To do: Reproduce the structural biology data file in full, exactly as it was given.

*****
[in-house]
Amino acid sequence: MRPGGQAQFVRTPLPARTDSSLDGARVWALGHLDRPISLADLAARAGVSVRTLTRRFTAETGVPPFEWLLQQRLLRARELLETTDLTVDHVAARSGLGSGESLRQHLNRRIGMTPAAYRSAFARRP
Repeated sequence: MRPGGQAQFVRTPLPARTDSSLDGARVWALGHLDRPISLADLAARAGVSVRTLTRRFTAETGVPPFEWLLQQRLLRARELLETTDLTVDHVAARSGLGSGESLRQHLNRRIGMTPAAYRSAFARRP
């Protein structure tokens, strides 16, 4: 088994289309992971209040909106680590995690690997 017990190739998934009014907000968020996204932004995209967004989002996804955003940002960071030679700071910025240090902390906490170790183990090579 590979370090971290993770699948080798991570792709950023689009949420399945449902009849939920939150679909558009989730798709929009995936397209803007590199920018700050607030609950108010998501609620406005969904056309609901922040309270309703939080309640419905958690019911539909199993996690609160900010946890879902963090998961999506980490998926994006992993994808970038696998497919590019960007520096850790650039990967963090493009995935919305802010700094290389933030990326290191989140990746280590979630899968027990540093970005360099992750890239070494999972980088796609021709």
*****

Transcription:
[in-house]
Amino acid sequence: MRPGGQAQFVRTPLPARTDSSLDGARVWALGHLDRPISLADLAARAGVSVRTLTRRFTAETGVPPFEWLLQQRLLRARELLETTDLTVDHVAARSGLGSGESLRQHLNRRIGMTPAAYRSAFARRP
Repeated sequence: MRPGGQAQFVRTPLPARTDSSLDGARVWALGHLDRPISLADLAARAGVSVRTLTRRFTAETGVPPFEWLLQQRLLRARELLETTDLTVDHVAARSGLGSGESLRQHLNRRIGMTPAAYRSAFARRP
């Protein structure tokens, strides 16, 4: 088994289309992971209040909106680590995690690997 017990190739998934009014907000968020996204932004995209967004989002996804955003940002960071030679700071910025240090902390906490170790183990090579 590979370090971290993770699948080798991570792709950023689009949420399945449902009849939920939150679909558009989730798709929009995936397209803007590199920018700050607030609950108010998501609620406005969904056309609901922040309270309703939080309640419905958690019911539909199993996690609160900010946890879902963090998961999506980490998926994006992993994808970038696998497919590019960007520096850790650039990967963090493009995935919305802010700094290389933030990326290191989140990746280590979630899968027990540093970005360099992750890239070494999972980088796609021709």